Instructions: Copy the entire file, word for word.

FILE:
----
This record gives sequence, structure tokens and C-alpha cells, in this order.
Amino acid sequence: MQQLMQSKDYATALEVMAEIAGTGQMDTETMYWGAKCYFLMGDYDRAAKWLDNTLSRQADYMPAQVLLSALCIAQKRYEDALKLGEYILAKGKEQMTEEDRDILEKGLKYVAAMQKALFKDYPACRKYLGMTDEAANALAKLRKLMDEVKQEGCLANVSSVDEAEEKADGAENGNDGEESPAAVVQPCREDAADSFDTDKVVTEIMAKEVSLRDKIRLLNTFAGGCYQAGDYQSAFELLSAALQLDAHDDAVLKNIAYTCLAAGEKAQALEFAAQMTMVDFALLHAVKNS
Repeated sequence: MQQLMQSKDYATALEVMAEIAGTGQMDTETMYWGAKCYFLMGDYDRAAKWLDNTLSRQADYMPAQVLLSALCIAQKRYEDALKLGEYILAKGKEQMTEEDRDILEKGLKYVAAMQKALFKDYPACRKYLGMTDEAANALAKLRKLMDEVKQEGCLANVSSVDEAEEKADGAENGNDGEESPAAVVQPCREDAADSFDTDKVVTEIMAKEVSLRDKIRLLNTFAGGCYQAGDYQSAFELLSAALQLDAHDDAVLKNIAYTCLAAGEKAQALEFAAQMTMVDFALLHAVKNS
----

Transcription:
This record gives sequence, structure tokens and C-alpha cells, in this order.
Amino acid sequence: MQQLMQSKDYATALEVMAEIAGTGQMDTETMYWGAKCYFLMGDYDRAAKWLDNTLSRQADYMPAQVLLSALCIAQKRYEDALKLGEYILAKGKEQMTEEDRDILEKGLKYVAAMQKALFKDYPACRKYLGMTDEAANALAKLRKLMDEVKQEGCLANVSSVDEAEEKADGAENGNDGEESPAAVVQPCREDAADSFDTDKVVTEIMAKEVSLRDKIRLLNTFAGGCYQAGDYQSAFELLSAALQLDAHDDAVLKNIAYTCLAAGEKAQALEFAAQMTMVDFALLHAVKNS
Repeated sequence: MQQLMQSKDYATALEVMAEIAGTGQMDTETMYWGAKCYFLMGDYDRAAKWLDNTLSRQADYMPAQVLLSALCIAQKRYEDALKLGEYILAKGKEQMTEEDRDILEKGLKYVAAMQKALFKDYPACRKYLGMTDEAANALAKLRKLMDEVKQEGCLANVSSVDEAEEKADGAENGNDGEESPAAVVQPCREDAADSFDTDKVVTEIMAKEVSLRDKIRLLNTFAGGCYQAGDYQSAFELLSAALQLDAHDDAVLKNIAYTCLAAGEKAQALEFAAQMTMVDFALLHAVKNS